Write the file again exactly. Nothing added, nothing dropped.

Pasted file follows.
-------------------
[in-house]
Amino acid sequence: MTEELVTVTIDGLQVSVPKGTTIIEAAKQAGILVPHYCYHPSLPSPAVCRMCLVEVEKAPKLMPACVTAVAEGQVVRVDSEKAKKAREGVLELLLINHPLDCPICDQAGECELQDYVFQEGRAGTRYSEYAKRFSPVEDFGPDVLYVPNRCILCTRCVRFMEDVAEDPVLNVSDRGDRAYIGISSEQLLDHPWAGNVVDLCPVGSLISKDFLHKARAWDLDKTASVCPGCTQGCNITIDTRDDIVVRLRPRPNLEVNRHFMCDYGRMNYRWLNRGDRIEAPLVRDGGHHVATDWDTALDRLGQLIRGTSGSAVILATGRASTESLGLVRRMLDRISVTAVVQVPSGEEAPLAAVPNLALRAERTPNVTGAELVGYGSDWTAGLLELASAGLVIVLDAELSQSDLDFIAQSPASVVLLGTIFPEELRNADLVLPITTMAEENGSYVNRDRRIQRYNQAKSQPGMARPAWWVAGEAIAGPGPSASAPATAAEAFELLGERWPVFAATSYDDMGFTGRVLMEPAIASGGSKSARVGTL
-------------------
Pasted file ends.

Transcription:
[in-house]
Amino acid sequence: MTEELVTVTIDGLQVSVPKGTTIIEAAKQAGILVPHYCYHPSLPSPAVCRMCLVEVEKAPKLMPACVTAVAEGQVVRVDSEKAKKAREGVLELLLINHPLDCPICDQAGECELQDYVFQEGRAGTRYSEYAKRFSPVEDFGPDVLYVPNRCILCTRCVRFMEDVAEDPVLNVSDRGDRAYIGISSEQLLDHPWAGNVVDLCPVGSLISKDFLHKARAWDLDKTASVCPGCTQGCNITIDTRDDIVVRLRPRPNLEVNRHFMCDYGRMNYRWLNRGDRIEAPLVRDGGHHVATDWDTALDRLGQLIRGTSGSAVILATGRASTESLGLVRRMLDRISVTAVVQVPSGEEAPLAAVPNLALRAERTPNVTGAELVGYGSDWTAGLLELASAGLVIVLDAELSQSDLDFIAQSPASVVLLGTIFPEELRNADLVLPITTMAEENGSYVNRDRRIQRYNQAKSQPGMARPAWWVAGEAIAGPGPSASAPATAAEAFELLGERWPVFAATSYDDMGFTGRVLMEPAIASGGSKSARVGTL